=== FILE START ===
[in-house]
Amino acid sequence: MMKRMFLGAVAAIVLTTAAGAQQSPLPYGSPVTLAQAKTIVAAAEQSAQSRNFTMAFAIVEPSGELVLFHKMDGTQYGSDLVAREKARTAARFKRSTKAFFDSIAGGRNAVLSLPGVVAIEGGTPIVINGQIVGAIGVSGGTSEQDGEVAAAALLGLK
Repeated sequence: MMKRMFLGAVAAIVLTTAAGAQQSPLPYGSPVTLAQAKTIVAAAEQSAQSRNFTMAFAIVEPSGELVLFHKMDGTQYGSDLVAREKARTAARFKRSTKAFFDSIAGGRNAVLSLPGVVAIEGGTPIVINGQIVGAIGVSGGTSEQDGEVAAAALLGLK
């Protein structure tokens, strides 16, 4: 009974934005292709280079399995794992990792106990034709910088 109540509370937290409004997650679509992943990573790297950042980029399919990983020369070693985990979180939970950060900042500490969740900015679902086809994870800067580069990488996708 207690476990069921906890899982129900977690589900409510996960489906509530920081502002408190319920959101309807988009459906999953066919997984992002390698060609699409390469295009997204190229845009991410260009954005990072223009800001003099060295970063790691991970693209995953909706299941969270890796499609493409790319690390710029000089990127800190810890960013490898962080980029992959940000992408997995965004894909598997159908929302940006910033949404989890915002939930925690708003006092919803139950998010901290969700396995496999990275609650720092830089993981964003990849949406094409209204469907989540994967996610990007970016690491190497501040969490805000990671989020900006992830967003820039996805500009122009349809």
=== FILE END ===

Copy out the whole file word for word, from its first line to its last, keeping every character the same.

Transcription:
[in-house]
Amino acid sequence: MMKRMFLGAVAAIVLTTAAGAQQSPLPYGSPVTLAQAKTIVAAAEQSAQSRNFTMAFAIVEPSGELVLFHKMDGTQYGSDLVAREKARTAARFKRSTKAFFDSIAGGRNAVLSLPGVVAIEGGTPIVINGQIVGAIGVSGGTSEQDGEVAAAALLGLK
Repeated sequence: MMKRMFLGAVAAIVLTTAAGAQQSPLPYGSPVTLAQAKTIVAAAEQSAQSRNFTMAFAIVEPSGELVLFHKMDGTQYGSDLVAREKARTAARFKRSTKAFFDSIAGGRNAVLSLPGVVAIEGGTPIVINGQIVGAIGVSGGTSEQDGEVAAAALLGLK
């Protein structure tokens, strides 16, 4: 009974934005292709280079399995794992990792106990034709910088 109540509370937290409004997650679509992943990573790297950042980029399919990983020369070693985990979180939970950060900042500490969740900015679902086809994870800067580069990488996708 207690476990069921906890899982129900977690589900409510996960489906509530920081502002408190319920959101309807988009459906999953066919997984992002390698060609699409390469295009997204190229845009991410260009954005990072223009800001003099060295970063790691991970693209995953909706299941969270890796499609493409790319690390710029000089990127800190810890960013490898962080980029992959940000992408997995965004894909598997159908929302940006910033949404989890915002939930925690708003006092919803139950998010901290969700396995496999990275609650720092830089993981964003990849949406094409209204469907989540994967996610990007970016690491190497501040969490805000990671989020900006992830967003820039996805500009122009349809």